By D|K’s Litigation Team
While not as troublesome as getting sued, receiving a subpoena can cause major headaches for business owners and other professionals. The austere text of a subpoena makes compliance sound non-negotiable. In fact, the recipient of a subpoena has many options to avoid or modify its commands, and to shift the costs of compliance onto the party serving the subpoena, who should by right bear them.
Subpoena means “under punishment” in Latin. This phrase, is a snippet from a mediaeval writ that commanded its recipient to do something under punishment of law. A subpoena ad testificandum (“for the purpose of testifying”) commands the recipient to give testimony under oath at a trial, hearing, or deposition. A subpoena duces tecum (“bring with you”) requires the recipient to produce documents or other things as part of the pretrial “discovery” process.
Both federal law and Wisconsin law require that a subpoena be served in person in order for it to be enforceable. If you only receive the subpoena by mail, e-mail, or fax, you technically don’t have to comply. Sometimes standing on such technicalities is not worthwhile in the long run, but at the very least, pointing out that you weren’t properly served can buy you some extra time, and show the lawyer who served the subpoena that you know your rights.
With very limited exceptions, a subpoena ad testificandum must be accompanied by payment of a prescribed witness fee and travel mileage to and from the place of testifying. No check, no witness. And the law limits how far you have to travel. Generally, you can’t be forced to testify more than 100 miles from where you live or work, unless you’re being asked to testify at a trial somewhere in your home state. Judges can’t easily move their courtrooms, nor can they ask an entire jury to travel for the convenience of one witness. But if the parties want to depose you before trial, you can insist that they do so in a location convenient to you.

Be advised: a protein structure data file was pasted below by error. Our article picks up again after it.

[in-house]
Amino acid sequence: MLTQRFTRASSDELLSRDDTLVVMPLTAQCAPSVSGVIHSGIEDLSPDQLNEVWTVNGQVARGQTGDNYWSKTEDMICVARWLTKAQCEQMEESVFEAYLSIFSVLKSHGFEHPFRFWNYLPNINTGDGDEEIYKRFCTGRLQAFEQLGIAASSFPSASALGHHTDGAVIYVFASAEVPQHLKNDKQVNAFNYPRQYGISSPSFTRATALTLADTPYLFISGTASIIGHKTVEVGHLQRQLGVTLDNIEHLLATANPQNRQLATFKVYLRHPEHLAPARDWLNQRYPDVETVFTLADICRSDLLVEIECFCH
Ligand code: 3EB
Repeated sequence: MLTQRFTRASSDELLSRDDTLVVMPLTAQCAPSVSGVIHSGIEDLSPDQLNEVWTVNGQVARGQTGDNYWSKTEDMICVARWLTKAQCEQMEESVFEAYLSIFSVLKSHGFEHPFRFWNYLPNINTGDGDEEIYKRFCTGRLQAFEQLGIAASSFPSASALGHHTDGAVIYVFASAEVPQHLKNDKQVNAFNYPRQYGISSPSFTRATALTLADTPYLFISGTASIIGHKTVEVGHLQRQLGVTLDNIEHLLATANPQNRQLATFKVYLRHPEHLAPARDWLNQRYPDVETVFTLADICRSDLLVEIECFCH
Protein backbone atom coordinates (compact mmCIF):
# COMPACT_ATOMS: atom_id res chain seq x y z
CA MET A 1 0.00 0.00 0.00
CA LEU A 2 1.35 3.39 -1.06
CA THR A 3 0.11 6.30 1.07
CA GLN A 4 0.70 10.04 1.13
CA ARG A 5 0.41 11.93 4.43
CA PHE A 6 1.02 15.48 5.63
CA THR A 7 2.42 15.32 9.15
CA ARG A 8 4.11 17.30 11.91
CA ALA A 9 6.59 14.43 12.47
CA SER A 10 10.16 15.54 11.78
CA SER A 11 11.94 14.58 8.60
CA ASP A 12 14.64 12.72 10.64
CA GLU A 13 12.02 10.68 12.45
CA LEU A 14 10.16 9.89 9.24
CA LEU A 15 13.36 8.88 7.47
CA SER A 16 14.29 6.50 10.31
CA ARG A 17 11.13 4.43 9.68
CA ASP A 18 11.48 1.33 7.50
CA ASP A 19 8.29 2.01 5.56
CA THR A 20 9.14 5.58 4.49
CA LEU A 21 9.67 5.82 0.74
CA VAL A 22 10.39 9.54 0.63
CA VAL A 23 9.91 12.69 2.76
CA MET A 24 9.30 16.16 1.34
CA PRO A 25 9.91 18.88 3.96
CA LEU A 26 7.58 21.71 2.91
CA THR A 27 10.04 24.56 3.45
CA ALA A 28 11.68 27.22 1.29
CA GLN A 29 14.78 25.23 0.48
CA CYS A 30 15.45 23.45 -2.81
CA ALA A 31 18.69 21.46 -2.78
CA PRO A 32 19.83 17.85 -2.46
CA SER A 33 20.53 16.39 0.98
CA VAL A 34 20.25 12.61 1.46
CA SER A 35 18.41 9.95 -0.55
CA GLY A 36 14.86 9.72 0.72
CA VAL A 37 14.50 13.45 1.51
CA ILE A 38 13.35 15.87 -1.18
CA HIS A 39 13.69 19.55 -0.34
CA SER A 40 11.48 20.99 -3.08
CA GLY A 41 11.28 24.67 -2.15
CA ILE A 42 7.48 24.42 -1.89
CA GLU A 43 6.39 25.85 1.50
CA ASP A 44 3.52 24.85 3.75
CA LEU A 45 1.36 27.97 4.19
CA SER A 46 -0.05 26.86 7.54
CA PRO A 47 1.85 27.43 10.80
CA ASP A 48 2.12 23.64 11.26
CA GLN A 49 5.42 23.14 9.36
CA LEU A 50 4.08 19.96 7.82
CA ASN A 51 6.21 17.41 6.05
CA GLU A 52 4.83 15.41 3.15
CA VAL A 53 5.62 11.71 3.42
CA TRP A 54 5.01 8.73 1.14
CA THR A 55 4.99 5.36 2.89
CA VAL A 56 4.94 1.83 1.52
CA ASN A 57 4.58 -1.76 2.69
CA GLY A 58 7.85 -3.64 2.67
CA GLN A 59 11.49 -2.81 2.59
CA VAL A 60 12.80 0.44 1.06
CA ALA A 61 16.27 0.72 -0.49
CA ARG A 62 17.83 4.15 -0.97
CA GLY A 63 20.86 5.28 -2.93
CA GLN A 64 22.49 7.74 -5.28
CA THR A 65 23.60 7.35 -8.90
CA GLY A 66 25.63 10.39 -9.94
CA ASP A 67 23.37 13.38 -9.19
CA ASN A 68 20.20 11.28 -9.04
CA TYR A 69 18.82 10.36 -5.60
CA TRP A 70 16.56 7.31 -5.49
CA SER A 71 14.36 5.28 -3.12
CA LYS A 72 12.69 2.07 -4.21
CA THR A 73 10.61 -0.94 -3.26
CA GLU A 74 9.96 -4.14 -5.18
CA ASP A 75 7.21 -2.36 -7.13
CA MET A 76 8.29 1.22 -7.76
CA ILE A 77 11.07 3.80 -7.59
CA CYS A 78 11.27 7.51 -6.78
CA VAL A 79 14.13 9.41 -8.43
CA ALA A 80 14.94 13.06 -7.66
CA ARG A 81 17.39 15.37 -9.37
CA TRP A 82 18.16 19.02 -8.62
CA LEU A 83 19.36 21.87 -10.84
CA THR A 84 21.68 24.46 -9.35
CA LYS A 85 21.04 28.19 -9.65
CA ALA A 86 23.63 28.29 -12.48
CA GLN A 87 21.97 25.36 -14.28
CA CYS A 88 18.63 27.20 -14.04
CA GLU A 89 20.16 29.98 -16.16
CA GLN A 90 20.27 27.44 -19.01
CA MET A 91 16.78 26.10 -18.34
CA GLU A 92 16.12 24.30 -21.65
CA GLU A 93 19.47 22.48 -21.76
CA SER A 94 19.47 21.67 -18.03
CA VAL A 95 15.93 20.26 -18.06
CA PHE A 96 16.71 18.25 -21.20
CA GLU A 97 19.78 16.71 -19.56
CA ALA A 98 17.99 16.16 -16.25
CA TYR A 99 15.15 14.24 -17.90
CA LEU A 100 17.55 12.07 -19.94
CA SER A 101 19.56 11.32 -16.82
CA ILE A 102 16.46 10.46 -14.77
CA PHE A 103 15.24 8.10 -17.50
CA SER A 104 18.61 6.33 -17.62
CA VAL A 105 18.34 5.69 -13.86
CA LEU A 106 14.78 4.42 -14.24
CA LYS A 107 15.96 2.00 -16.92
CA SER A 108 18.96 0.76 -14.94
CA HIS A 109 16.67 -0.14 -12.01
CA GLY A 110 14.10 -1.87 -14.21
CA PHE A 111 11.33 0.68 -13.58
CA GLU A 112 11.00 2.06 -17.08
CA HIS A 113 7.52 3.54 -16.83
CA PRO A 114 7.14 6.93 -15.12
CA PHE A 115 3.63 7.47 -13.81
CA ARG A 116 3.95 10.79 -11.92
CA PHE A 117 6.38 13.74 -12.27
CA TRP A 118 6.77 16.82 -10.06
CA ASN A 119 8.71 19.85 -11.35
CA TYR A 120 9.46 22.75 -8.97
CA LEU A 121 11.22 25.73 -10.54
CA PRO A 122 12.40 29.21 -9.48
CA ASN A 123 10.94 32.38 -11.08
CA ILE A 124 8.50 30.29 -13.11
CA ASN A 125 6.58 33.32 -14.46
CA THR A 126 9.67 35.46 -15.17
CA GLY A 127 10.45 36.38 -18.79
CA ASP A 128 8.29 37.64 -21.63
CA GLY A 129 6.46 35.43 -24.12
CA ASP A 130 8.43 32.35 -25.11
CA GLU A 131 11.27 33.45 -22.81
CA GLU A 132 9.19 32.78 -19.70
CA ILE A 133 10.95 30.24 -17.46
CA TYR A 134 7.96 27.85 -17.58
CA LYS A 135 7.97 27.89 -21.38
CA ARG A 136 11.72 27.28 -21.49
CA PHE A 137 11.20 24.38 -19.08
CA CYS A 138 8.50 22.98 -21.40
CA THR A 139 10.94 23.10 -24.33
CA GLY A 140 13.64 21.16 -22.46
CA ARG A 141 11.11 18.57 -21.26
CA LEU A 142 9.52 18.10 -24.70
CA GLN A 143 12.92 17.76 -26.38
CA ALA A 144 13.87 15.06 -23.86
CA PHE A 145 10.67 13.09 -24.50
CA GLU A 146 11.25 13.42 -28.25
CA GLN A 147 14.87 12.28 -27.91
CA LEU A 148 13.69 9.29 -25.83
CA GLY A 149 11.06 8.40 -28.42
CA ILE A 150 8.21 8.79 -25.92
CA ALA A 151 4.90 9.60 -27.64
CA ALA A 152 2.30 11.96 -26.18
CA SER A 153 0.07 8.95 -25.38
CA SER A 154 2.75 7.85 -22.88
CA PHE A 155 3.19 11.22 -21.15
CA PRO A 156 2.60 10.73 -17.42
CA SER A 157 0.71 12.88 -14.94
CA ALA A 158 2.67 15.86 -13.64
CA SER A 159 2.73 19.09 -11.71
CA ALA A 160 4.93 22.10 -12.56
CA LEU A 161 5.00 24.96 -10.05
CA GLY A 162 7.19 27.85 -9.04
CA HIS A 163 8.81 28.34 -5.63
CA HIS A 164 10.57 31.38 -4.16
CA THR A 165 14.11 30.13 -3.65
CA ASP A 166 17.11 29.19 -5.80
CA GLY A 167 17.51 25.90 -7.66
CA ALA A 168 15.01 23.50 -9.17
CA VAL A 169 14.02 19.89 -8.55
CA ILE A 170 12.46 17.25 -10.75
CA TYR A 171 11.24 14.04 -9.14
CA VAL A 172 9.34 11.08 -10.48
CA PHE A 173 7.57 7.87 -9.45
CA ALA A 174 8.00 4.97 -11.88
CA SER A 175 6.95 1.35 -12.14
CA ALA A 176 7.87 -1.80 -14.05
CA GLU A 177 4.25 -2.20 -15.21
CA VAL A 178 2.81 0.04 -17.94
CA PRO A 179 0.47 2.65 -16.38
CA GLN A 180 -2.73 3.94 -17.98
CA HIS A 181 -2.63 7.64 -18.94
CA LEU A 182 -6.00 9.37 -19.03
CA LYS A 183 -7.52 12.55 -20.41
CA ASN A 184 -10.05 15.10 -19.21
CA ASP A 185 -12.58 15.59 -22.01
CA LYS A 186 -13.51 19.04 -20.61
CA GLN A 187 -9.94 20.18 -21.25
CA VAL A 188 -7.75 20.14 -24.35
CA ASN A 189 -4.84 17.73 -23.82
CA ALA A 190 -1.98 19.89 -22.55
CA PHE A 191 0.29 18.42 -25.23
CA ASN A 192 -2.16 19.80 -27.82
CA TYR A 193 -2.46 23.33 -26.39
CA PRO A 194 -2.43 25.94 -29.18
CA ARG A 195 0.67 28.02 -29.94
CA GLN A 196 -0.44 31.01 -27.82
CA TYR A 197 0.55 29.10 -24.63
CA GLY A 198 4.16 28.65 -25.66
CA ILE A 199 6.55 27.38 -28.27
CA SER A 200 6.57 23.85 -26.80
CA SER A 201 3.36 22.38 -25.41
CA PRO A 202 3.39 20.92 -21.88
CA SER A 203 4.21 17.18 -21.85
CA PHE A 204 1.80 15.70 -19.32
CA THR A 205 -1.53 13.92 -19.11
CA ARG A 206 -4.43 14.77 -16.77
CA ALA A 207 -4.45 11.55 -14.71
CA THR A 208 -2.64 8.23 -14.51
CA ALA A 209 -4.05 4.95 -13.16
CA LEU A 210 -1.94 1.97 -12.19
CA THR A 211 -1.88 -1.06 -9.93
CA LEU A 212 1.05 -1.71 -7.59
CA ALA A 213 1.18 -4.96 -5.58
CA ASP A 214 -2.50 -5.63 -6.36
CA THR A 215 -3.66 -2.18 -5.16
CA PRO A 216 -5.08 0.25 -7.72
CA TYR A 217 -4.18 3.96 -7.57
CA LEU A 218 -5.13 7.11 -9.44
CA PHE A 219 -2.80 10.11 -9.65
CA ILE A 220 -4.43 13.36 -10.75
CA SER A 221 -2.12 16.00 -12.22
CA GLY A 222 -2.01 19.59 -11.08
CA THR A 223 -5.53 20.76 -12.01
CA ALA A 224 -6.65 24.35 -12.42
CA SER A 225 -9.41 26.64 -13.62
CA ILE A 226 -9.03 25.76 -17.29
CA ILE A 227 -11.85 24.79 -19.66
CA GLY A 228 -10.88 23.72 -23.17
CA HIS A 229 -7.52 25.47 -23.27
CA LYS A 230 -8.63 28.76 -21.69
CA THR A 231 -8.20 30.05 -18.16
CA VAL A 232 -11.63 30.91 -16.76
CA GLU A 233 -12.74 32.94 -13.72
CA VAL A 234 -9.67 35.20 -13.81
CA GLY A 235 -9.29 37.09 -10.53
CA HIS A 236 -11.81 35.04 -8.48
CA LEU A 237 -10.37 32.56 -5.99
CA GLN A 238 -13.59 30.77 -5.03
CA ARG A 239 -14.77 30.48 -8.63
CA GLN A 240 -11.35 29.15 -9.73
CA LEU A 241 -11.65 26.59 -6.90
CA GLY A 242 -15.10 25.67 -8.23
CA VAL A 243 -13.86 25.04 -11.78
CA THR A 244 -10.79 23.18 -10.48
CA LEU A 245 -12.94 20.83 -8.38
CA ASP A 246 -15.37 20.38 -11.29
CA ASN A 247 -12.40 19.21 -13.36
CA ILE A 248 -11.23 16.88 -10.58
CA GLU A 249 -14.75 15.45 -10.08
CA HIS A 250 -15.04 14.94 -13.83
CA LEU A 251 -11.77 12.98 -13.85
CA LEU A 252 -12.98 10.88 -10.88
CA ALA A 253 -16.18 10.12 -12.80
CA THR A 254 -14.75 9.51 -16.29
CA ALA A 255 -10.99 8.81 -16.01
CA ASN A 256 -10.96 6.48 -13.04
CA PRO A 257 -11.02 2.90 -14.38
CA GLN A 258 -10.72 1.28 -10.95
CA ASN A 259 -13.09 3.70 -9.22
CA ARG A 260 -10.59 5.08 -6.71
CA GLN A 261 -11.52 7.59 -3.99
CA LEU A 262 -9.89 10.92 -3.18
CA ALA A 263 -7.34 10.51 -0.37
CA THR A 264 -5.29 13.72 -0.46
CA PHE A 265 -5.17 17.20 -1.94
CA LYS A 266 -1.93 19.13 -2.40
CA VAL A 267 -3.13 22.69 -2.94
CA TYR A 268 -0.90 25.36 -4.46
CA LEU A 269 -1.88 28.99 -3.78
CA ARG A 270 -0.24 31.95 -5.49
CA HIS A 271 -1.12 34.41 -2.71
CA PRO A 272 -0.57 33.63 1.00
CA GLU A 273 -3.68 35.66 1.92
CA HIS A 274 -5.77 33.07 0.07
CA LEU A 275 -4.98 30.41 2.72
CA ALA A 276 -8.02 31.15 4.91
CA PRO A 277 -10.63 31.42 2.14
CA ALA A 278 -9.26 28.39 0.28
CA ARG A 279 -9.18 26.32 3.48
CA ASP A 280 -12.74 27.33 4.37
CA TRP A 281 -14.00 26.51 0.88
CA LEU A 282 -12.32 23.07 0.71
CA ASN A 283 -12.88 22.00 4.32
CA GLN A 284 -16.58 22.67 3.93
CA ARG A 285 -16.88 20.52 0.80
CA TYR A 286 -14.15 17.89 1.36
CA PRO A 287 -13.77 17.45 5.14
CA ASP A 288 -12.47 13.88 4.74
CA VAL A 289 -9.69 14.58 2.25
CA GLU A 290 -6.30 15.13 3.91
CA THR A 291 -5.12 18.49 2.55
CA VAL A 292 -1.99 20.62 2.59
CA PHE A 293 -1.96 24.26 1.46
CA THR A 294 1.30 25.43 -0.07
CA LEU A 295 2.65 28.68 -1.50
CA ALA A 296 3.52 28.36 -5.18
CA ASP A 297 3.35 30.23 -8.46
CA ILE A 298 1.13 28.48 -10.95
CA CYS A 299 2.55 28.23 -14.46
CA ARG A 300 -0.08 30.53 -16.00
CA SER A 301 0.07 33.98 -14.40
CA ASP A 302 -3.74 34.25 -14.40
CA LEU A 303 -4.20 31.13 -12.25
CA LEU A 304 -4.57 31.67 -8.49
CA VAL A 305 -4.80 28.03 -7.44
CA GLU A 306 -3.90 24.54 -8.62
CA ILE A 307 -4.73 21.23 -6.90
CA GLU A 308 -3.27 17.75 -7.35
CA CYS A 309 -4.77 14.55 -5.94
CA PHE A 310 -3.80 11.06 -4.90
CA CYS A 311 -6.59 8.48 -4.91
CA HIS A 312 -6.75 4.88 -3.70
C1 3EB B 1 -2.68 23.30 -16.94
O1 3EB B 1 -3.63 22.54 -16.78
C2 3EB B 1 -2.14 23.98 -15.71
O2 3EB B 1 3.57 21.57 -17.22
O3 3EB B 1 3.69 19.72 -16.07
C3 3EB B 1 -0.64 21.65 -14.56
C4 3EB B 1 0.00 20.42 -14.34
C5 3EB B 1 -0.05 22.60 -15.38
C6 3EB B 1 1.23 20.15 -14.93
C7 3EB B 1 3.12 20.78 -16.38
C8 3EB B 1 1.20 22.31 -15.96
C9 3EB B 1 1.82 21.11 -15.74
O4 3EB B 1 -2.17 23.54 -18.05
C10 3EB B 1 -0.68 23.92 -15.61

A subpoena duces tecum may give rise to a host of objections. If you receive one, you should promptly consult counsel, since the time for asserting those objections can be very short. Objections may regard the relevance of the documents sought by the subpoena to the underlying case, the interests of parties and non-parties in keeping the documents confidential, and the burden on the subpoenaed party of locating and producing the documents. The serving party may have to limit its requests, or agree to keep information confidential, before it gets the documents it wants.
When one of my clients receives a subpoena duces tecum, I weigh the best possible approach in the interest of my client. One such option can be withholding production until compensation is received from the questing lawyer for the anticipated costs of locating and producing the documents. Such demands are often a helpful avenue to force the opposing lawyer to reconsider the request and it thus can result in a withdrawal of the request.
Would a refusal to produce documents without prepayment stand up in court? There’s no bright-line rule, but it should. Attorneys who serve subpoenas on non-parties have a duty to take reasonable steps to avoid imposing undue burden or expense on those non-parties. Federal law states that the courts “must enforce this duty and impose an appropriate sanction—which may include lost earnings and reasonable attorney’s fees—on a party or attorney who fails to comply.” Wisconsin has no explicit corresponding provision, but state courts often look to federal courts for persuasive guidance.
When does the burden or expense of responding to a subpoena become “undue”? For a non-party, any time such burden or expense exceeds truly de minimis levels. To avoid vigilante justice, our society subsidizes civilized dispute resolution by funding the court system. When litigants’ inability to resolve their disputes without discovery imposes costs on others, a good judge will force the litigants, and not the non-parties, to bear those costs.
This article appeared in the September 2017 edition of The Business News.